This is my fourth guest column for The Long Island Advance. It may sound familiar to some of you who have been reading this blog for a while. It's the second "Stuck in a Hallway" piece, and yet, this is a bit different from the first....
I really dislike the expression “When one door closes, another door opens.” Especially when you’re really feeling like you’re stuck in a dark hallway with the door behind you almost completely closed, and you have no idea where the end of the hallway is, or if there will be another door once you get to it.
I was stuck in a hallway for long time. Probably close to a year. And it was dark and I had no flashlight or even a book of matches. In my case, a scented candle would have been nice, but I didn’t have one of them either. I had to start out walking down my hallway pretty much in total darkness. For about a year, I just stood…. still bathed in a tiny bit of light from that almost closed door, and when I finally started to move and got further away from it, the journey became more difficult, at least for a while. Gradually though, I started to see a glimmer of light ahead of me, and now, after two years I think I’m about ready to finally step through the door that I found at the end, and wow, does it look bright!
I did a lot of walking to get down this hallway and it wasn’t always easy. Patience was needed to accomplish this and it is not one of my virtues. I painted a bedroom, purchased a small amount of furniture, found a part time writing job, went back to school, bought a car, sat on my parents and my friend’s couches and cried, started going to the movies by myself, learned to balance my checkbook, went through a lot of boxes filled with stuff from my old life and had a yard sale, learned to smile at interesting people, joined a writing group, and have made a number of new, interesting friends. I will soon graduate with a Bachelor’s degree and have started interviewing on a quest for a new job that will hopefully allow me to swim in deeper water. Yes, it has been a busy year and a year that has finally allowed me to see the progress that I have made in very concrete ways.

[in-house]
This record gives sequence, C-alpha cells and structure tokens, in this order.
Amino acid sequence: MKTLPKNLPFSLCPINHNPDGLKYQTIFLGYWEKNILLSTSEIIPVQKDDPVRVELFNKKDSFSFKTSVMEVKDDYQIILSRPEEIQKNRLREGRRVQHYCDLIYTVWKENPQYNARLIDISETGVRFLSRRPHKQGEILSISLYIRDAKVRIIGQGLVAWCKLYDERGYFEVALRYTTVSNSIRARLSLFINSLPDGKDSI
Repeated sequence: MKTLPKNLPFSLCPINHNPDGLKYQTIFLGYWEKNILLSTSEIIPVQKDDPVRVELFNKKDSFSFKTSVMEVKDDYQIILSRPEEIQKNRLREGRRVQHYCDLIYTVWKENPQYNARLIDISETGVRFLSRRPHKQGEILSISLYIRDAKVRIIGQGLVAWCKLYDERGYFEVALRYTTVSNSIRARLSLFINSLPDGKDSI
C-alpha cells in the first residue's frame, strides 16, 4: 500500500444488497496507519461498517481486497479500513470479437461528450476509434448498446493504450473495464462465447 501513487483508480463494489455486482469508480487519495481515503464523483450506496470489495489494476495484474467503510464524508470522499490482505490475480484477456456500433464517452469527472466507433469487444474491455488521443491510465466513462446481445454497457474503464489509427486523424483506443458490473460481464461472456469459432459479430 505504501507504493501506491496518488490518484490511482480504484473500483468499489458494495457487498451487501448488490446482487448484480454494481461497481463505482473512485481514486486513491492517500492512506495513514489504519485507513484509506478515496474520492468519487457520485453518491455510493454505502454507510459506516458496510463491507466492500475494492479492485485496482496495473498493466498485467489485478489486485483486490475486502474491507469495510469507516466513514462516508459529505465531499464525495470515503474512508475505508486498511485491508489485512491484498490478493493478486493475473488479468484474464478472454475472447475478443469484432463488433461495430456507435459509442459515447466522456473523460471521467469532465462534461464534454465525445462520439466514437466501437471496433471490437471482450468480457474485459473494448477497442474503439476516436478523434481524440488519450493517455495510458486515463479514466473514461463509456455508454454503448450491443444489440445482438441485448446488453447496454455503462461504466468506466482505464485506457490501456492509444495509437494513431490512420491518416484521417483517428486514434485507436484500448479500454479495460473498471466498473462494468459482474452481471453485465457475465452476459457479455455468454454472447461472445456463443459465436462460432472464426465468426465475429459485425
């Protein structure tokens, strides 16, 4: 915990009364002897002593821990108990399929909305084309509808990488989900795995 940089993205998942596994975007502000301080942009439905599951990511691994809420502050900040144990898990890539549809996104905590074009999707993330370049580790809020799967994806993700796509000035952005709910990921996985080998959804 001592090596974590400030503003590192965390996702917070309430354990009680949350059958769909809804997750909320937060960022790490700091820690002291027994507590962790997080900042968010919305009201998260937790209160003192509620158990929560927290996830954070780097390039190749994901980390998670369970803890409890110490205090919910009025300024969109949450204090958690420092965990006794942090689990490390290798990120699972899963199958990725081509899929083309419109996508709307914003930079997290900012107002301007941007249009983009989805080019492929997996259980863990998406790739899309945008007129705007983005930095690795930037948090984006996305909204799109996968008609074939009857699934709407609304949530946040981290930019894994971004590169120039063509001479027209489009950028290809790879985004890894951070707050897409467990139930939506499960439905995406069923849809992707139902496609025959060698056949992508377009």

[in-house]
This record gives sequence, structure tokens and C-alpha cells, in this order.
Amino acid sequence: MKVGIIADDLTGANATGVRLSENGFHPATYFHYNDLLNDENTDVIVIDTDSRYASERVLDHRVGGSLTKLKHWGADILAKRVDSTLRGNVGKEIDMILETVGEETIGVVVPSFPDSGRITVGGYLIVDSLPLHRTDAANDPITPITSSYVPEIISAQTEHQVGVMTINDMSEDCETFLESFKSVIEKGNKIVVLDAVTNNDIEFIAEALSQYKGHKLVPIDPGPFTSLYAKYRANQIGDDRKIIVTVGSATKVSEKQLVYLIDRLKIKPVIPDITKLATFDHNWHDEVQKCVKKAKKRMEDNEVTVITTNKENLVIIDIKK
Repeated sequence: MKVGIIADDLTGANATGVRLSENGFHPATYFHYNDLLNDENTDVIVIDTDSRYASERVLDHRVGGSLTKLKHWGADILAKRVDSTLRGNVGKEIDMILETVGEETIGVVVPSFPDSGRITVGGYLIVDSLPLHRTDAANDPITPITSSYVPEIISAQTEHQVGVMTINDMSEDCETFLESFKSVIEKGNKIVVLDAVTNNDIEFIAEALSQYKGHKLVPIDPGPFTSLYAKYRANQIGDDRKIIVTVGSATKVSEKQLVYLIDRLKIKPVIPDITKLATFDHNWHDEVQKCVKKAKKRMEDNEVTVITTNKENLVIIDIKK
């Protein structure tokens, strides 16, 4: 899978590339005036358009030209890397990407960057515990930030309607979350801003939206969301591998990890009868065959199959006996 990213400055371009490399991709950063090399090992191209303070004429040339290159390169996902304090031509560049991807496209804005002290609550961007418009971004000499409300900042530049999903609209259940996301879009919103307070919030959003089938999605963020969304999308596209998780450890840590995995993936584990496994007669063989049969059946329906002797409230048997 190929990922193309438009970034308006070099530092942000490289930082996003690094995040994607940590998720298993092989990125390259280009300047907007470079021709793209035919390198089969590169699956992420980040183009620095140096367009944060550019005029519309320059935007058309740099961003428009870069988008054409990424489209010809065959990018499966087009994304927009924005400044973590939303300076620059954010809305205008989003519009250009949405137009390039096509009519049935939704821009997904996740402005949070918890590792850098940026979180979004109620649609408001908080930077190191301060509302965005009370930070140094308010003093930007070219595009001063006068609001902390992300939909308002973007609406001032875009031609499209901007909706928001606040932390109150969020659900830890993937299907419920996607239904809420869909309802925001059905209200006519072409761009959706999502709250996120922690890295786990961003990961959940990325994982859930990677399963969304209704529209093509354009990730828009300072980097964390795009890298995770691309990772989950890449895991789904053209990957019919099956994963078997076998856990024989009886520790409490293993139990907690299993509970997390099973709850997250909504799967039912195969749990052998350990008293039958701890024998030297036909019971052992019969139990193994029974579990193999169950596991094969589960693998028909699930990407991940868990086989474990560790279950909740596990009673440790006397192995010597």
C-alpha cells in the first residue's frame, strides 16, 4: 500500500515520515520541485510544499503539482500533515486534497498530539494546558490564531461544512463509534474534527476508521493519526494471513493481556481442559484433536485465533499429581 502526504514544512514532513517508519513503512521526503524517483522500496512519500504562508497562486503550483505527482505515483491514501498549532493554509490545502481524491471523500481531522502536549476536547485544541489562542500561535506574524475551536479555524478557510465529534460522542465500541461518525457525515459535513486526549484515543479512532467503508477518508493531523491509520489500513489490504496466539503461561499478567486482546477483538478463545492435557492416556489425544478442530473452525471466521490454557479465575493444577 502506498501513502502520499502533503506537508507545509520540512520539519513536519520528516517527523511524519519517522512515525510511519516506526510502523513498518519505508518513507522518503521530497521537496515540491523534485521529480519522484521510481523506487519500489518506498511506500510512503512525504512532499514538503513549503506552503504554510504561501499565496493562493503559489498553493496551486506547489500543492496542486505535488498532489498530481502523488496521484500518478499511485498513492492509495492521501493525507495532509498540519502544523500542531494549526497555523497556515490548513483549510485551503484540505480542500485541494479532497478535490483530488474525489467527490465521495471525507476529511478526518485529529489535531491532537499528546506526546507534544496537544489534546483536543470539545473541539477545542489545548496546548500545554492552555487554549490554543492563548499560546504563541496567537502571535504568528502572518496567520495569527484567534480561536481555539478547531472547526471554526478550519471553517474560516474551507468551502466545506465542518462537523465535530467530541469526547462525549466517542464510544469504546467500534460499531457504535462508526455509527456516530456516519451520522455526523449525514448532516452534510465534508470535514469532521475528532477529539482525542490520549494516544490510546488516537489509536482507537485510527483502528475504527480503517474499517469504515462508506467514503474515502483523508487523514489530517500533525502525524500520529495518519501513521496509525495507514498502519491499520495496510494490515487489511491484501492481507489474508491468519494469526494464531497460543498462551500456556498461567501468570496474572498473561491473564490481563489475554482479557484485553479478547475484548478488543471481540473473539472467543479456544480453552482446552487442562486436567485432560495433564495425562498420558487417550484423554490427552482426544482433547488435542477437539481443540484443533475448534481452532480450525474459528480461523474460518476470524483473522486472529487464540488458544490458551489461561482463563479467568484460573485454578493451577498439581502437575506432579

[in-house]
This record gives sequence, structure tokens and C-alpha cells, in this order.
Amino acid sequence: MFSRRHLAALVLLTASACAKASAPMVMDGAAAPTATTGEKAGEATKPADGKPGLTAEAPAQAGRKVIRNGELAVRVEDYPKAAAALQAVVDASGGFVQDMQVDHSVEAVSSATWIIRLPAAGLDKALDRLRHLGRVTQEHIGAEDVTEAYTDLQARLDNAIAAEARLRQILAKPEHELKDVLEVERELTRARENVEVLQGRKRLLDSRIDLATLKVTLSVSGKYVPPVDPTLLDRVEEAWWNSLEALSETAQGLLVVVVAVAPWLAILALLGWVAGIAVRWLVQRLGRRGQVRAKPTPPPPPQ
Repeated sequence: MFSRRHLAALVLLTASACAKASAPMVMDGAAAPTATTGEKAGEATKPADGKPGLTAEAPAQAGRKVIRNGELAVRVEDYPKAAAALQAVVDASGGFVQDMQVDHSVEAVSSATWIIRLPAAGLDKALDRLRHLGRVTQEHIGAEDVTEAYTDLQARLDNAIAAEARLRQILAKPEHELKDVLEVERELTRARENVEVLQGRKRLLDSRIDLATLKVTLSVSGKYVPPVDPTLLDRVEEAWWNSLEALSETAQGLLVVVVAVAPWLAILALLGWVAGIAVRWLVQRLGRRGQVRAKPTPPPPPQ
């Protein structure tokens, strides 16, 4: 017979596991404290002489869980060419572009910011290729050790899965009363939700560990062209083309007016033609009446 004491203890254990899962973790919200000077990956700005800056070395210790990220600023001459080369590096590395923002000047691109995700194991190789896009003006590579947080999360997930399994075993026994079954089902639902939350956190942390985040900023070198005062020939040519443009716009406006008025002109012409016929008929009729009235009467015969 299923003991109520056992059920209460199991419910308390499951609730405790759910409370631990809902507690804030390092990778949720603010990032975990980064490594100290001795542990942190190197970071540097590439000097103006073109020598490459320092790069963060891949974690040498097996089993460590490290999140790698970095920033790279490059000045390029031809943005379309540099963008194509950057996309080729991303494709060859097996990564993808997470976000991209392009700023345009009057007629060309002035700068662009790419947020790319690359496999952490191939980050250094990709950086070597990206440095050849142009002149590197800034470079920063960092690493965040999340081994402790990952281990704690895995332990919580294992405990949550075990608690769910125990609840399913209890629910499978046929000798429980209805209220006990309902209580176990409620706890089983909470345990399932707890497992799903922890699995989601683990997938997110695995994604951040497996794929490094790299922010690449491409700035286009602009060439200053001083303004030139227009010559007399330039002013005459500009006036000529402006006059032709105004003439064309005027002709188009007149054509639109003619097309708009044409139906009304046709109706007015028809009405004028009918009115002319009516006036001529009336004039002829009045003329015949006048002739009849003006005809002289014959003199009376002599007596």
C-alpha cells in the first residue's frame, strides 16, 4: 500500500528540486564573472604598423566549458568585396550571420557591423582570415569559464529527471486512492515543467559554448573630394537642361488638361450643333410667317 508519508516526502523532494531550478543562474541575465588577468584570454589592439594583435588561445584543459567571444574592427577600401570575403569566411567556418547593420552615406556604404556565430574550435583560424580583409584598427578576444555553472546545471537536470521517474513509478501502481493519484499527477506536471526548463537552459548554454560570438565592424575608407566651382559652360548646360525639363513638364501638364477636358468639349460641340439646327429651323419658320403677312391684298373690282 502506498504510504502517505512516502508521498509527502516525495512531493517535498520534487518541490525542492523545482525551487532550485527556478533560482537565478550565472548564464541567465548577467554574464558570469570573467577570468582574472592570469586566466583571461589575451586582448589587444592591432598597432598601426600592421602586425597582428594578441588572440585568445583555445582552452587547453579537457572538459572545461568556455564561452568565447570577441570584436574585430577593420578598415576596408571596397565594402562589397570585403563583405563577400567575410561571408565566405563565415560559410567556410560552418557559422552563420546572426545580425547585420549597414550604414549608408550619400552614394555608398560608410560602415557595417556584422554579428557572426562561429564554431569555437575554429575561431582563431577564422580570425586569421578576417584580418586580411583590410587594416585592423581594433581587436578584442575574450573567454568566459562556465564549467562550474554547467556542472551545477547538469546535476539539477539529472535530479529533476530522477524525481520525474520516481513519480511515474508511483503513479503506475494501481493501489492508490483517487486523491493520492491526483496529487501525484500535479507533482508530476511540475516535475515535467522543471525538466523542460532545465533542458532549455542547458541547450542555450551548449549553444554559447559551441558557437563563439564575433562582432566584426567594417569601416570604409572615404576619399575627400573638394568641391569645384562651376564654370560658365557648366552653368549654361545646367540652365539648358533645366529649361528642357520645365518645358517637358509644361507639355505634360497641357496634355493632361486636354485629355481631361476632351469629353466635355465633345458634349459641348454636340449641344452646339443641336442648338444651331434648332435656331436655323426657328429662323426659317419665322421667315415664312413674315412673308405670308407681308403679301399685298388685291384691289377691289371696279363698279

It’s hard to do this sort of personal writing in a small, local newspaper. In many ways it would be far easier to write for a much larger publication, which would feel more anonymous. It’s difficult to be an unknown when you are writing about what it feels like to get a new life and your picture and name appear above your writing, in the small town that you’ve lived in for your entire life. It makes writing the more difficult stuff, impossible. For me though, this is the only kind of writing that I can do right now. It sounds a bit self-centered, this writing that is “all about me,” and yet it really isn’t just about that.
In the short time that I’ve had to “write in my own voice” in this space that Brian Curry so graciously loans me, I’ve had the pleasure of talking to people who have read what I’ve written here, and who are able to relate to the experiences that I talk about. It’s reinforcing to realize that I am not alone in this “getting a new life” experience, and to have someone tell me that the words I have written have made a difference in their lives, is truly huge for me. Certainly we’re not talking major life changing differences, but subtle difference in the way people view themselves, where they are heading, and helping them realize that they can get there in one piece.
So, yes, in many ways this is all about me, and yet it is about so much more. If just one person reads this and realizes that although they may be stuck in a dark hallway now, that does not have to be the case forever, then my job for today is done.